A jumble of thoughts, in no particular order (hence my use of the word “jumble”), after watching the Chris de Burgh concert yesterday evening at Grand West in Cape Town (see also: yesterday’s post).
1. Aren’t there a lot of old people in Cape Town?
2. Three hours (with a 20 minute interval) is a fairly impressive performance. Older performers can do this because a) they have more songs to play and b) they are consummate professionals. Elton John did this too, but CdB was less flamboyant (what? really?!?) and more approachable, more humble. A perfect example of this was his performance of The Lady In Red – wandering around the arena, hugging, kissing or shaking hands with random members of the audience. It was cheese deluxe, but exactly what the audience expected and wanted.
3. Telling us in song after song that we are ruining the world with war is all very well, but you haven’t actually giving us any alternative, except “don’t do war”. Chris, sometimes a stern open letter is simply not enough.
4. Telling us in song after song that we are ruining the world with pollution is all very well, but your career is basically flying around the planet on jumbo jets and selling millions of plastic discs. Glass houses, ne?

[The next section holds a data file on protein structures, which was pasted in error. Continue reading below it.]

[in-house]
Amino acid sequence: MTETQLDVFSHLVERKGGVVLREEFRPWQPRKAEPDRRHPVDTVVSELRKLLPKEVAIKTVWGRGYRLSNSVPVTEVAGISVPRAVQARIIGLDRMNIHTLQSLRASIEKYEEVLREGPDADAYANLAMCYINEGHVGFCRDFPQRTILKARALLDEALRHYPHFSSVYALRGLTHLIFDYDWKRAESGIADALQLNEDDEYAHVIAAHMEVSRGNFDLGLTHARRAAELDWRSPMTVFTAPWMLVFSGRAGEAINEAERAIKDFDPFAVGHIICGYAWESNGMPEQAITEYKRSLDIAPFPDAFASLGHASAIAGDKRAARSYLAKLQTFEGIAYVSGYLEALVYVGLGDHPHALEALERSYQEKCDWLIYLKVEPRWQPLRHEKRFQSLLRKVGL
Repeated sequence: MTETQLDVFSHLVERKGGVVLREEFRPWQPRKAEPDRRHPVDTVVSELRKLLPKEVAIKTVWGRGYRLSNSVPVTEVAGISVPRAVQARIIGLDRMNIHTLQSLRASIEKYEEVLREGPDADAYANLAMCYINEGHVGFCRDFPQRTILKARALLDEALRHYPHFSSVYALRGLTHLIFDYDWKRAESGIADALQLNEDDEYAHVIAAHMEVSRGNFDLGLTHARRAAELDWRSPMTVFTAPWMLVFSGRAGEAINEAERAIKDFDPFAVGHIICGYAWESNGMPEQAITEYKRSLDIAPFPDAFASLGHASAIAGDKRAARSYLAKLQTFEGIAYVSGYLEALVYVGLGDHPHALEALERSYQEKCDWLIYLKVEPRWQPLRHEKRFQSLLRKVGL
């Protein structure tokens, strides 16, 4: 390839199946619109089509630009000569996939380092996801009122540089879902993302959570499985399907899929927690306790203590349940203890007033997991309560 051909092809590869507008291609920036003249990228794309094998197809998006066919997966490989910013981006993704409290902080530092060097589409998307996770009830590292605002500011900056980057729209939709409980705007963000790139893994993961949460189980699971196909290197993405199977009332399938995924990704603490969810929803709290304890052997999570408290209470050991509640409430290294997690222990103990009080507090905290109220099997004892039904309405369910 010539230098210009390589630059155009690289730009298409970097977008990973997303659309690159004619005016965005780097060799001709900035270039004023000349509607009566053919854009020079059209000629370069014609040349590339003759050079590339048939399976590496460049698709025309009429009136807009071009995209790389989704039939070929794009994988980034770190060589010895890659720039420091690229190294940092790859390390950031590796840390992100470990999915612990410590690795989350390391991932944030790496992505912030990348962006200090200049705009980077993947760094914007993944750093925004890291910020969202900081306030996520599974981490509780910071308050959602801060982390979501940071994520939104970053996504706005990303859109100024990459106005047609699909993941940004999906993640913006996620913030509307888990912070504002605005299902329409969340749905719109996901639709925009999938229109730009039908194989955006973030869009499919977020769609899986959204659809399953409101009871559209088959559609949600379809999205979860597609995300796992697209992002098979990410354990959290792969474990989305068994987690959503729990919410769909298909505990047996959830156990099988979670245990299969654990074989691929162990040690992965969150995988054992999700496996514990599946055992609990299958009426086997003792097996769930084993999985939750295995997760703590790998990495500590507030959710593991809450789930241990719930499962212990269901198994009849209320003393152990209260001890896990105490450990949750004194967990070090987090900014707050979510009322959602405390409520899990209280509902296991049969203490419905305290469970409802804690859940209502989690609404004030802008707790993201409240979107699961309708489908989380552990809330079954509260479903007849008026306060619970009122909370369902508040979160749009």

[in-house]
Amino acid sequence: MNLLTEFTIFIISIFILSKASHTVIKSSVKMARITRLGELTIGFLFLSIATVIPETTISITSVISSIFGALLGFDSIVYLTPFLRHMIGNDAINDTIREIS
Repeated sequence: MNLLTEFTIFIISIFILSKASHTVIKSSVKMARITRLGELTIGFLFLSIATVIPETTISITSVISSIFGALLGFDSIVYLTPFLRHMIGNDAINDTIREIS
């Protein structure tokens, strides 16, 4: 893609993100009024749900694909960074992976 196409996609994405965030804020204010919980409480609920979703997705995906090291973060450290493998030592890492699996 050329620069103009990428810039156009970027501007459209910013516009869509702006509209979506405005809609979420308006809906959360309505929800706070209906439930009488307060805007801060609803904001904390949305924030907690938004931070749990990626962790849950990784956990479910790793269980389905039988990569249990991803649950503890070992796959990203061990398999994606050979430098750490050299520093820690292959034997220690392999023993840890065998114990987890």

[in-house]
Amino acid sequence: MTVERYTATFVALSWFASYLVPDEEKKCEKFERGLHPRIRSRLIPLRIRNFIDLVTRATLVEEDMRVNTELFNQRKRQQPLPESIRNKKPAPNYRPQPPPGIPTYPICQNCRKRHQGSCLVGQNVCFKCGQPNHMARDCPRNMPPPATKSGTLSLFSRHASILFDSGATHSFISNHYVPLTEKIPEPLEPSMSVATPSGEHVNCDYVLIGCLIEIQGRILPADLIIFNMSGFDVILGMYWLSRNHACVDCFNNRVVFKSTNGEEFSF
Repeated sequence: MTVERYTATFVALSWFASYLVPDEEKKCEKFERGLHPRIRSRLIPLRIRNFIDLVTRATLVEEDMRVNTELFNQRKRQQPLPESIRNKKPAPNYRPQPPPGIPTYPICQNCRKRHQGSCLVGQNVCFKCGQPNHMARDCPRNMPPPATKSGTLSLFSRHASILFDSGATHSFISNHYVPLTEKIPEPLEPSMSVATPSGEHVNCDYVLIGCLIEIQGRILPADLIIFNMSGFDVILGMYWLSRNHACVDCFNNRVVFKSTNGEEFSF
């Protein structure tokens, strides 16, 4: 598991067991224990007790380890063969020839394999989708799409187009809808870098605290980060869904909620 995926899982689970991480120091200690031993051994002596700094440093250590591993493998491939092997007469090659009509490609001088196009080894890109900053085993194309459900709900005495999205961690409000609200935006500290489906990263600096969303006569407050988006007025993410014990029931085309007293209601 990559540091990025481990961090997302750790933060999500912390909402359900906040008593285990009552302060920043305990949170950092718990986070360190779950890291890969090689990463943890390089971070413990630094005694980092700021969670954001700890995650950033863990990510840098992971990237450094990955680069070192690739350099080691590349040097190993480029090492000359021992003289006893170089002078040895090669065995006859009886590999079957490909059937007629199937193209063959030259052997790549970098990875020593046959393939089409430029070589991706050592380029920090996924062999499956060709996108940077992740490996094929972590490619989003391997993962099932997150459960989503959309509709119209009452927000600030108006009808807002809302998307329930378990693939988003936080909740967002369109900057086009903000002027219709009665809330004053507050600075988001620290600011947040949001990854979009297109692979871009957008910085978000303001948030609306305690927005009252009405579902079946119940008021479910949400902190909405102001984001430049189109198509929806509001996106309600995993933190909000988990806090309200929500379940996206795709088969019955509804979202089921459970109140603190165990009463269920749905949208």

5. AWKWARD MOMENT ALERT when he sang this bit of Light A Fire:
Let us march the road up the rocky hill tonight,
Under cover of the darkness,
We will slip behind the lines,
And we will take the men who have stolen our land,
For the years of domination,
Hit them right between the eyes,
And light a fire!
6. And while we’re on about lyrics, Don’t Pay The Ferryman. WTF?
Don’t pay the ferryman
Don’t even fix a price
Don’t pay the ferryman
Until he gets you to the other side
What sort of advice is that? It’s a rubbish sort of advice, that’s what it is.
That’s no basis for doing business. Can you imagine if I tried to board BA58 at CTIA this evening suggesting that I would give British Airways an unspecified amount of money only upon our arrival at Heathrow?
I have to be honest, I don’t think I’d make it onboard.
Can you imagine Chris trying to take a taxi in Cape Town? Can you imagine him lying in Wynberg Main Road with a badly swollen eye? I think we can all imagine it.
So is this really how Chris operates? And he gets away with it?
What happened to trust? What happened to contracts?
No, Chris man. You’re out of touch and you’re going to cause unnecessary conflict, disruption and delay with this sort of foolishness.
7. Everyone there was really old.
8. This is the first gig I’ve ever been to where there was an interruption after four songs for a member of the audience to give the performer a red rose and a box of Titleist golf balls.
9. He did Nkandla jokes (the audience roared).
He did a willy joke (the audience tittered).
He repeatedly did rugby jokes (the audience laughed) (the first time).
10. The lady behind us said she had claustrophobia, “but was ok if she sat between people she knows”.
I’m pretty sure that claustrophobia doesn’t work that way, but I was prevented from pointing this out to her by Mrs 6000.
Look, all in all, it was a good night. I knew three songs of his (plus the cover of Toto’s Africa) and people watching filled any downtime. I said yesterday that there’s always a place for live music, and to see a live performance of a famous song by the guy that wrote it, sung it and made it famous is never a problem.
(And, because I’ll likely come looking at some point in the future, the guitarist was called Neil Taylor.)